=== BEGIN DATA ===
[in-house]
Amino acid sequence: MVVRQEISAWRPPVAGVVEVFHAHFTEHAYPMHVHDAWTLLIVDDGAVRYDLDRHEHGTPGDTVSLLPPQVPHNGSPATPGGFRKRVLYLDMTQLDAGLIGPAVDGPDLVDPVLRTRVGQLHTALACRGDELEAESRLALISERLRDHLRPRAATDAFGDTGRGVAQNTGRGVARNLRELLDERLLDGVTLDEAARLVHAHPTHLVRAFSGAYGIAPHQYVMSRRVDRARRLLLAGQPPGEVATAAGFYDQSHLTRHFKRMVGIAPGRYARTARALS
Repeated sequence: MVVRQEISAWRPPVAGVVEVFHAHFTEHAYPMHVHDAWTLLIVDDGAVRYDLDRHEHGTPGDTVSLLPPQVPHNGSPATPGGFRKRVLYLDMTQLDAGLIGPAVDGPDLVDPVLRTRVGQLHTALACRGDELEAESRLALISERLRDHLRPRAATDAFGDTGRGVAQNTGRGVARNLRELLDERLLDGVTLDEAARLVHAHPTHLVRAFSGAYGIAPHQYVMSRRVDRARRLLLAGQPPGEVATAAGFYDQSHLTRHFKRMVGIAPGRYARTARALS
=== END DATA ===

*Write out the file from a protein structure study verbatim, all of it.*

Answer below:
[in-house]
Amino acid sequence: MVVRQEISAWRPPVAGVVEVFHAHFTEHAYPMHVHDAWTLLIVDDGAVRYDLDRHEHGTPGDTVSLLPPQVPHNGSPATPGGFRKRVLYLDMTQLDAGLIGPAVDGPDLVDPVLRTRVGQLHTALACRGDELEAESRLALISERLRDHLRPRAATDAFGDTGRGVAQNTGRGVARNLRELLDERLLDGVTLDEAARLVHAHPTHLVRAFSGAYGIAPHQYVMSRRVDRARRLLLAGQPPGEVATAAGFYDQSHLTRHFKRMVGIAPGRYARTARALS
Repeated sequence: MVVRQEISAWRPPVAGVVEVFHAHFTEHAYPMHVHDAWTLLIVDDGAVRYDLDRHEHGTPGDTVSLLPPQVPHNGSPATPGGFRKRVLYLDMTQLDAGLIGPAVDGPDLVDPVLRTRVGQLHTALACRGDELEAESRLALISERLRDHLRPRAATDAFGDTGRGVAQNTGRGVARNLRELLDERLLDGVTLDEAARLVHAHPTHLVRAFSGAYGIAPHQYVMSRRVDRARRLLLAGQPPGEVATAAGFYDQSHLTRHFKRMVGIAPGRYARTARALS